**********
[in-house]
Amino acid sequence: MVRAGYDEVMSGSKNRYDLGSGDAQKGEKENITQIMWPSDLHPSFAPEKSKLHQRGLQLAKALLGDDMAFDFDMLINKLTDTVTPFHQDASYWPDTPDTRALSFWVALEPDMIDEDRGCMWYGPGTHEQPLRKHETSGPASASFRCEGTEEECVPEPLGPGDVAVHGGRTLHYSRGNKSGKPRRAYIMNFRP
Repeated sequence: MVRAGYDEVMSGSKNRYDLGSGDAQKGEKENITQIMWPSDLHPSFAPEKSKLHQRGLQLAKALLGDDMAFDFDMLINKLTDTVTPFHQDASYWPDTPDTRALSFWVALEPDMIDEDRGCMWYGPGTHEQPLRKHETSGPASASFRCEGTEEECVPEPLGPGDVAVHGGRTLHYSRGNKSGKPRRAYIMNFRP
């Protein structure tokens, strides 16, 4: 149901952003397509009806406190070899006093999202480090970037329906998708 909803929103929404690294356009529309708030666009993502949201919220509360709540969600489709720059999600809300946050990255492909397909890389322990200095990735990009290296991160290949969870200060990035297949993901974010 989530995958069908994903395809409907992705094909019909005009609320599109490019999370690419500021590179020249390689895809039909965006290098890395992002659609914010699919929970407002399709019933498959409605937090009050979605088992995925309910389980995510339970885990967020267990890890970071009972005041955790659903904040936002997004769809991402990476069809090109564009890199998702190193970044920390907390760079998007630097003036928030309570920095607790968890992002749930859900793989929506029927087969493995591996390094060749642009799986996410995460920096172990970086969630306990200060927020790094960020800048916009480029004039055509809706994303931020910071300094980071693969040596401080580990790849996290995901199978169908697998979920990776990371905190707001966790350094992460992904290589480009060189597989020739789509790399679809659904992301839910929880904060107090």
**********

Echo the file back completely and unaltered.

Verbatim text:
[in-house]
Amino acid sequence: MVRAGYDEVMSGSKNRYDLGSGDAQKGEKENITQIMWPSDLHPSFAPEKSKLHQRGLQLAKALLGDDMAFDFDMLINKLTDTVTPFHQDASYWPDTPDTRALSFWVALEPDMIDEDRGCMWYGPGTHEQPLRKHETSGPASASFRCEGTEEECVPEPLGPGDVAVHGGRTLHYSRGNKSGKPRRAYIMNFRP
Repeated sequence: MVRAGYDEVMSGSKNRYDLGSGDAQKGEKENITQIMWPSDLHPSFAPEKSKLHQRGLQLAKALLGDDMAFDFDMLINKLTDTVTPFHQDASYWPDTPDTRALSFWVALEPDMIDEDRGCMWYGPGTHEQPLRKHETSGPASASFRCEGTEEECVPEPLGPGDVAVHGGRTLHYSRGNKSGKPRRAYIMNFRP
């Protein structure tokens, strides 16, 4: 149901952003397509009806406190070899006093999202480090970037329906998708 909803929103929404690294356009529309708030666009993502949201919220509360709540969600489709720059999600809300946050990255492909397909890389322990200095990735990009290296991160290949969870200060990035297949993901974010 989530995958069908994903395809409907992705094909019909005009609320599109490019999370690419500021590179020249390689895809039909965006290098890395992002659609914010699919929970407002399709019933498959409605937090009050979605088992995925309910389980995510339970885990967020267990890890970071009972005041955790659903904040936002997004769809991402990476069809090109564009890199998702190193970044920390907390760079998007630097003036928030309570920095607790968890992002749930859900793989929506029927087969493995591996390094060749642009799986996410995460920096172990970086969630306990200060927020790094960020800048916009480029004039055509809706994303931020910071300094980071693969040596401080580990790849996290995901199978169908697998979920990776990371905190707001966790350094992460992904290589480009060189597989020739789509790399679809659904992301839910929880904060107090």